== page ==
Setup time: 46ms
    Load file time: 41ms
    Denoise and write file time: 42ms

    NVIDIA GTX 480:
    sigma: 0.02
    Using compute shader.
    Setup time: 46ms
    Load file time: 47ms
    Denoise and write file time: 47ms

    Similar results it seems. To really benchmark the kernel you'd probably want to put just the denoise kernel in a loop and average over a pile of frames, but if the purpose is just to get this single operation as fast as possible then the overheads are indeed just as important :)

    But buried right now but I'll see if I get a chance to play around with the kernel at all. What sorts of speeds are you expecting/going for or just "as fast as possible? :)
     
  7. Jawed

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    There should be a -b option I think it is, for benchmarking only. Also if you use a nice big image (12-25MP, what you'd get from a digital camera) then you obviate any host<->device latencies.

    I have a suspicion this should run in <25ms. pcchen was reporting 39ms on HD5850 and I think the texturing tweak I mentioned should improve things another ~30%+. Though the effect on Fermi is questionable.
     
  8. Andrew Lauritzen

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    -b => 33ms on 5870. Should definitely iterate a pile of times with -b though as even run-to-run there are significant outliers. Will run it a bit later on Fermi and I'll see if I can find a huge image (any good links w/ noise so I can verify that it's working properly?).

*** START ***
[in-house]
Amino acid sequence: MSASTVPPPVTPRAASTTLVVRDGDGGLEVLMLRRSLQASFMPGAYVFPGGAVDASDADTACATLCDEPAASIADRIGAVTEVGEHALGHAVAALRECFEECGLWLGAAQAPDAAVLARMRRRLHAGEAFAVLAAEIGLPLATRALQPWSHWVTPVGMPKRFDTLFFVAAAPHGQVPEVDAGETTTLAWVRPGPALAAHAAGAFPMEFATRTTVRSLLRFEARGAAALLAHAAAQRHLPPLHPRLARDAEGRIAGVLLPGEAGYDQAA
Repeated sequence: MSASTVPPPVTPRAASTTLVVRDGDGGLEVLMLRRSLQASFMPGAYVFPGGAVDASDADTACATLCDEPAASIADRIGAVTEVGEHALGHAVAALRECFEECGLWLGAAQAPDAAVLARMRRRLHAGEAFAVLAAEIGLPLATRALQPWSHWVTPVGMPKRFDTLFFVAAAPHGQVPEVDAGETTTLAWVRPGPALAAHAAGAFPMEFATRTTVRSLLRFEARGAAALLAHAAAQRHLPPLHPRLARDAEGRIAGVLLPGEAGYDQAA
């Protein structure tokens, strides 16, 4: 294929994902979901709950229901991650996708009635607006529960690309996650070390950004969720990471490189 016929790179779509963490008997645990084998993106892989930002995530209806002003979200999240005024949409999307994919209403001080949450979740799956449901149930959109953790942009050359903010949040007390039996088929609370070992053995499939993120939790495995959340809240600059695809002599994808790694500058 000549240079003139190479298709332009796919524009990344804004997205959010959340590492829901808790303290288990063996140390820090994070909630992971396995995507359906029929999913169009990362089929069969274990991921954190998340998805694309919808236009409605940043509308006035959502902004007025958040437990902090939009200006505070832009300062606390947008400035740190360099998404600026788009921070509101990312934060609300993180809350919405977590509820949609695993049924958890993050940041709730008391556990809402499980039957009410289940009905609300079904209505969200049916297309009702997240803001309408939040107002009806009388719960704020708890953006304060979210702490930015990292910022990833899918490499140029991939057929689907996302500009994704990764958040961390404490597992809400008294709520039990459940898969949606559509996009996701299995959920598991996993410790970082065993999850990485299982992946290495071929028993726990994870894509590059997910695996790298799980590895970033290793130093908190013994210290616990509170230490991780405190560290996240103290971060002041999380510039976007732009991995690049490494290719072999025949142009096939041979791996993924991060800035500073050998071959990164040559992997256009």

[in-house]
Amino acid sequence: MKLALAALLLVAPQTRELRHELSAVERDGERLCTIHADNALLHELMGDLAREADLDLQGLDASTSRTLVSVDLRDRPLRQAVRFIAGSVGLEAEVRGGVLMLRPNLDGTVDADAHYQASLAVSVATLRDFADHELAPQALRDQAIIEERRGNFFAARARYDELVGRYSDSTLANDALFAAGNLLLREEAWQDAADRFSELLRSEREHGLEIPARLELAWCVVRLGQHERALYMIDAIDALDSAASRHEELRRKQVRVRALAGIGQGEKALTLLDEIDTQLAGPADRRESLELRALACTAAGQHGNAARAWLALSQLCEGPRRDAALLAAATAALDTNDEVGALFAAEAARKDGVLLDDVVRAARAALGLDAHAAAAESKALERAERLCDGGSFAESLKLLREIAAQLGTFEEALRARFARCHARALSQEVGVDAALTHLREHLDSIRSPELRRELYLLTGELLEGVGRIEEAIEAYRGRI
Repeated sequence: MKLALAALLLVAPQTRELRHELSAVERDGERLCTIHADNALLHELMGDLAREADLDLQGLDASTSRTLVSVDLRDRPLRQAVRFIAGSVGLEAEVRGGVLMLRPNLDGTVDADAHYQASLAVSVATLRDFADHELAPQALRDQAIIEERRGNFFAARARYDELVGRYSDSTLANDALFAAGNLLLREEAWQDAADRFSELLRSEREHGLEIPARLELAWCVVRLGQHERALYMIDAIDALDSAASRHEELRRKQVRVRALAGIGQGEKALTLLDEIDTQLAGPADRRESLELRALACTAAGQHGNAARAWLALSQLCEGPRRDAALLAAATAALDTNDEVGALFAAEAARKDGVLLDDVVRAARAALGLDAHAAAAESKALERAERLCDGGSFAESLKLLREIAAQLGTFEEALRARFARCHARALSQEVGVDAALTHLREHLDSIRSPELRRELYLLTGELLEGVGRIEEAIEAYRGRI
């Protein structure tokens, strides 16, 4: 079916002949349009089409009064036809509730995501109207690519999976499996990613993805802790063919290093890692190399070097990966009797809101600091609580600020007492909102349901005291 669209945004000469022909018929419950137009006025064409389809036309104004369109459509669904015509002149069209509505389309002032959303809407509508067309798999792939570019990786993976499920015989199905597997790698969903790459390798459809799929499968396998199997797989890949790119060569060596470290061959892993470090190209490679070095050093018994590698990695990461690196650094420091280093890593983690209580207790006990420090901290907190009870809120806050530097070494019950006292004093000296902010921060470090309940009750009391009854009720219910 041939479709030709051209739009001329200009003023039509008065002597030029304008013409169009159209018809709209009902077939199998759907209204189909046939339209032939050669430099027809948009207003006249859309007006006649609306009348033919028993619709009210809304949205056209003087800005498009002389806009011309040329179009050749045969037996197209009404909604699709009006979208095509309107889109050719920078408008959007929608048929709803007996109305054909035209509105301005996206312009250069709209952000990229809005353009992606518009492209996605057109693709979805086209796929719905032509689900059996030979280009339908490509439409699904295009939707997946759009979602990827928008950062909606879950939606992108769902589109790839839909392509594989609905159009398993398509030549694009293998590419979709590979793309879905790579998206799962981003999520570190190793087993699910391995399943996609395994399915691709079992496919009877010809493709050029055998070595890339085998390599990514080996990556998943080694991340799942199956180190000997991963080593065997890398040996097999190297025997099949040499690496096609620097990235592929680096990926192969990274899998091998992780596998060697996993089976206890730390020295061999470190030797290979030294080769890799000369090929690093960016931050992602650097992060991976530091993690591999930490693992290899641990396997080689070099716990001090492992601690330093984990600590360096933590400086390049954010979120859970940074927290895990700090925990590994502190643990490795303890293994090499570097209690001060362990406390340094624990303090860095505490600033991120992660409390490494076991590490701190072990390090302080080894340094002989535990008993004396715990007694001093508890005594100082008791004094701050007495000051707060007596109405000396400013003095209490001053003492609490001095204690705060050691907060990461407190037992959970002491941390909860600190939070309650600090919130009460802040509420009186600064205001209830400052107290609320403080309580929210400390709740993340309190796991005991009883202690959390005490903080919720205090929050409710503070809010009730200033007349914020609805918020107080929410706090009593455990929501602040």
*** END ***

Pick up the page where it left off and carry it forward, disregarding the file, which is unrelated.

Agreed. I see no reason that this shouldn't run quite quickly on both architectures.
     
    #108 Andrew Lauritzen, May 16, 2010
    Last edited by a moderator: May 25, 2010
  9. pcchen

    pcchen Moderator
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    I back ported the modifications on the CS 5.0 version to the OpenCL version. On Radeon 5850, it now takes 57 ms to run the kernel (previously it's ~7x ms). On GTX 285, the same modification takes 35 ms to run (previously it's 39 ms). These times are reported by the OpenCL implementation for both kernels (the "rearrangement kernel" and denoise kernel) instead of wall clock.

    Source & executables

    [EDIT] I did some minor optimizations and now it takes 55 ms on 5850 and 30 ms on GTX 285.
     
  10. prunedtree

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    I mentioned earlier in this thread I believe this could be quite faster on a CPU. Here's an implementation:

    http://www.sendspace.com/file/48m6we

    Note that this is a windows 64-bit binary. It also requires SSSE3.
    Please test and report your results, along with CPU used.
     
  11. Andrew Lauritzen

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    Core i7 940 on the image from pcchen's zip: